Wrongful Conviction

JUSTICE UNDER CONTINUED ATTACK: CORRUPT POLICE, LYING WITNESSES, COMPLICIT PROSECUTORS AND FABRICATED TEST RESULTS

Michael Cosme, Devon Ayers and Carlos Perez were freed from prison in the night hours of January 23, 2013. Eighteen years ago they had been sent to a New York state prison for a crime they did not commit. They were convicted of killing a cab driver and a FedEx executive. They would have died in prison had it not been for an NBC Dateline investigation that brought national media attention to their case and prompted prosecutors to find out that two gang members had confessed to committing the double murder.

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SUPREME COURT PUNTS ON “ACTUAL INNOCENCE” ISSUE, AGAIN

What does “actual innocence” actually mean? It means quite simply that an innocent person has been wrongfully convicted for a crime that he/she did not commit. It is a subject-matter we have devoted significant attention to in recent years, given that 302 persons have been exonerated through DNA evidence since 1989. This past year alone we posted three articles trying to tackle and pin down this issue which stalks our criminal justice system like an Ebola virus (here, here, and here). Why the continued interest?

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“ACTUAL INNOCENCE”

Determining Eligibility for Compensation for Wrongful Conviction and Incarceration

By: Houston Criminal Lawyer John Floyd and Paralegal Billy Sinclair

The Tim Cole Act (TCA) was named after Timothy Cole, a former Texas Tech student who was wrongfully convicted in 1986 of rape in Lubbock, Texas. He was sentenced to 25 years in prison, died in prison in 1999, posthumously exonerated in 2009, and granted the State’s first posthumous pardon by Gov. Rick Perry in 2010 (here). The TCA, formerly known as the Texas Wrongful Imprisonment Act, was enacted in 2009, some seven months after Cole’s exoneration. It is hoped to be one of the nation’s premier pieces of legislation compensating individuals wrongfully imprisoned. Under the act, a wrongfully imprisoned person is entitled to compensation if the person 1) has served in whole or in part a sentence in prison under the laws of Texas, and 2) has been granted habeas relief on a court determination that he is “actually innocent” of the crime for which he was imprisoned.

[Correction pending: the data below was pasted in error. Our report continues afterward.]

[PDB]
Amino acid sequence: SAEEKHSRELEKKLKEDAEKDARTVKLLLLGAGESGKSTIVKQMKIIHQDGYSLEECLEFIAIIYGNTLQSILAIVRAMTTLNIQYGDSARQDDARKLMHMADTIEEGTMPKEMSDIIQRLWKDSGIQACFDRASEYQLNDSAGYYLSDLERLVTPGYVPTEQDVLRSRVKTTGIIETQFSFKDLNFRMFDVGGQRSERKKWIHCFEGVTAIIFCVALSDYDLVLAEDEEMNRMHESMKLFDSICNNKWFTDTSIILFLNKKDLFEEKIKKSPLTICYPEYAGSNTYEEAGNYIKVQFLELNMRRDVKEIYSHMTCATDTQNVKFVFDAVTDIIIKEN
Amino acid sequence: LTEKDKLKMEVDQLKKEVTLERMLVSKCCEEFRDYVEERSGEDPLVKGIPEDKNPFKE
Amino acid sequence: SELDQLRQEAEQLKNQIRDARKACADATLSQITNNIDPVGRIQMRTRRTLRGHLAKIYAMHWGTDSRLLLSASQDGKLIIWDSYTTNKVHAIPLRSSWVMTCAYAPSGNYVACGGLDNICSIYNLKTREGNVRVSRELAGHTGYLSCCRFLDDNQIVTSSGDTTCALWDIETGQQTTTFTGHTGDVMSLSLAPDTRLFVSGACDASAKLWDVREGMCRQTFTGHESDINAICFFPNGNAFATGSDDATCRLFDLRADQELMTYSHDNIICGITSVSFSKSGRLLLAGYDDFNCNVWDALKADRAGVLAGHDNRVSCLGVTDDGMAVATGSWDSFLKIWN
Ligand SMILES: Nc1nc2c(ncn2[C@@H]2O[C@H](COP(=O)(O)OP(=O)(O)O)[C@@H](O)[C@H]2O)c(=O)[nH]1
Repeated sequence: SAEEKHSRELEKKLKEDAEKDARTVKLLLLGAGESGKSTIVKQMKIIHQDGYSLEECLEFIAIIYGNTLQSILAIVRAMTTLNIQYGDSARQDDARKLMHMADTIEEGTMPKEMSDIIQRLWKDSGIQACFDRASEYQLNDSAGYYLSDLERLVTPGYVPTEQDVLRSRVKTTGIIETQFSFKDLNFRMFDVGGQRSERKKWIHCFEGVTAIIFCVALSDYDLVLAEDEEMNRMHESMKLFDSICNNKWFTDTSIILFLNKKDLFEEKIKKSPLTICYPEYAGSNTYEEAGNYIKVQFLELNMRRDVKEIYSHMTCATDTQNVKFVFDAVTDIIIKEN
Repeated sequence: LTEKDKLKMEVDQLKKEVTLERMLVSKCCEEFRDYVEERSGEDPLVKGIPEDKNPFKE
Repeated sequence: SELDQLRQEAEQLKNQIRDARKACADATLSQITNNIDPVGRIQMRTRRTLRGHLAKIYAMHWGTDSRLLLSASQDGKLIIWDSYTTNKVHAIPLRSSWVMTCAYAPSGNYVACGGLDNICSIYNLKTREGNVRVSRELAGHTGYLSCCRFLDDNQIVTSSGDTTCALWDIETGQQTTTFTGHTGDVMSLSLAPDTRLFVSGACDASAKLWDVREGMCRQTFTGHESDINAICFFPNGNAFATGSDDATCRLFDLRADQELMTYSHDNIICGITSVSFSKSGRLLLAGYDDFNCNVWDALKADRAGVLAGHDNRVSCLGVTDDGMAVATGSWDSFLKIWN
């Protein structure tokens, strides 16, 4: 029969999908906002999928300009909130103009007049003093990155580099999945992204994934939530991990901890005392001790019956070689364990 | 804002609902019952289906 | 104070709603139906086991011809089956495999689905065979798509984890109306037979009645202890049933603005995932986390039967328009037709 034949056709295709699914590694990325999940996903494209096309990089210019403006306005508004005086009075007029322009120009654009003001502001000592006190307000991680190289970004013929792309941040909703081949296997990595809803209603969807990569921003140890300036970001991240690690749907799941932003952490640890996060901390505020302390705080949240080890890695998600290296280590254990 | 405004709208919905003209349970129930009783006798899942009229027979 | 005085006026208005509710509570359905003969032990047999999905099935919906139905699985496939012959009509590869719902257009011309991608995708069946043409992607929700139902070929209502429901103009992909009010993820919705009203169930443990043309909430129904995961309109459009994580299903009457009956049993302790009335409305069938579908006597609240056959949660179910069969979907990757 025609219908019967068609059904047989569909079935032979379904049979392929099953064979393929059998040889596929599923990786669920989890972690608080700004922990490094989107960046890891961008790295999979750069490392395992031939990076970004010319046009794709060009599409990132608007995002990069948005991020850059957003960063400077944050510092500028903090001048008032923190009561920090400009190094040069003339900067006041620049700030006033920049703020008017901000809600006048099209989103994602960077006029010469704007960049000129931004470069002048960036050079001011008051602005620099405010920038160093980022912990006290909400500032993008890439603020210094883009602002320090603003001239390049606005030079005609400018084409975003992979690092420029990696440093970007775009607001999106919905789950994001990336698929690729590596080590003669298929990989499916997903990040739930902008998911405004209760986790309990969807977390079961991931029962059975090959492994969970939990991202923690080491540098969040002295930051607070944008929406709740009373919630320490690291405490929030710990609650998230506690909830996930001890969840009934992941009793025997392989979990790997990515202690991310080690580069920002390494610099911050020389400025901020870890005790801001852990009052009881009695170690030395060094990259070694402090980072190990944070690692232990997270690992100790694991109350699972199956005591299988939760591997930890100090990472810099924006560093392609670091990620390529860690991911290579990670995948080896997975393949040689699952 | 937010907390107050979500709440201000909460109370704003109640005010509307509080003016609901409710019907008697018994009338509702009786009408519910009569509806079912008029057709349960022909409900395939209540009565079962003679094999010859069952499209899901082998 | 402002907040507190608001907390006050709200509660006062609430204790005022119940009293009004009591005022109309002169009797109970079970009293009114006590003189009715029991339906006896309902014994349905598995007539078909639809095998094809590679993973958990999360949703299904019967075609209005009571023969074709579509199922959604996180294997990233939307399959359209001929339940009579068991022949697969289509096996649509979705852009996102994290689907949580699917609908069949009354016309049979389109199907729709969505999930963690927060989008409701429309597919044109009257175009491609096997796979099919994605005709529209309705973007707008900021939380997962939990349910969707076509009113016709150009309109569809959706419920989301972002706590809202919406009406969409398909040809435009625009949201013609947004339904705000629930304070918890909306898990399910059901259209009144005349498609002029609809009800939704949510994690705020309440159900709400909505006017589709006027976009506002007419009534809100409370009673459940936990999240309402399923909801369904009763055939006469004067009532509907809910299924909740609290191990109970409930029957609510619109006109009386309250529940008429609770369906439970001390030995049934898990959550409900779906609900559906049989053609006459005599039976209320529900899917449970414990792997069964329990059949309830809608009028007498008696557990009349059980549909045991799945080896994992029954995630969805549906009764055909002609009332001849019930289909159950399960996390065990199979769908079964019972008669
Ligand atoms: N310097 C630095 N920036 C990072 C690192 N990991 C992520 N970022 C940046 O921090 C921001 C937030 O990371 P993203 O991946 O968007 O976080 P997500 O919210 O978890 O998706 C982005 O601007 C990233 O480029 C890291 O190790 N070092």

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THE TIMOTHY COLE LEGACY

Lessons of Exonerations Fade, Reforms Needed

By: Houston Criminal Lawyer John Floyd and Paralegal Billy Sinclair

Imagine, if you can, being falsely accused of a crime, particularly a heinous crime like an aggravated sexual assault of a child or murder. Comprehend, if you can, facing first a jury of your peers who wrongly find you guilty and then a judge who sentences you to a long term of imprisonment or to a life sentence without the benefit of parole, or, worse yet, to a death sentence. Realize, if you can, that a shoddy law enforcement investigation and “convict as any costs” prosecutor were responsible for your wrongful conviction. Shudder, if you can, about the thought of being shackled in handcuffs and leg irons transported to prison in a caged bus or van. 5A82NF5PQ5FT And, cry, if you can, at the thought of dying in prison knowing that all your pleas of innocence fell on deaf ears.

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EXONERATION: WHAT DOES IT MEAN?

Prosecutors Resist Claims of Innocence Despite Growing Number Exonerations

By: Houston Criminal Lawyer John Floyd and Paralegal Billy Sinclair

Being wrongfully charged with a crime has immediate and severe personal implications. It results in an arrest: an arrest creates disdain from friends (even family members); an arrest often creates an inability to provide for the family; an arrest, depending upon nature of offense, means either no bail or an inordinately high bail; an arrest creates a need to retain an skilled attorney, or learn how to deal with a lawyer whose eyes are focused on a “plea bargain;” and an arrest produces the terrible psychological and emotional toll of facing a jury of twelve people, most of whom have already assumed guilt.

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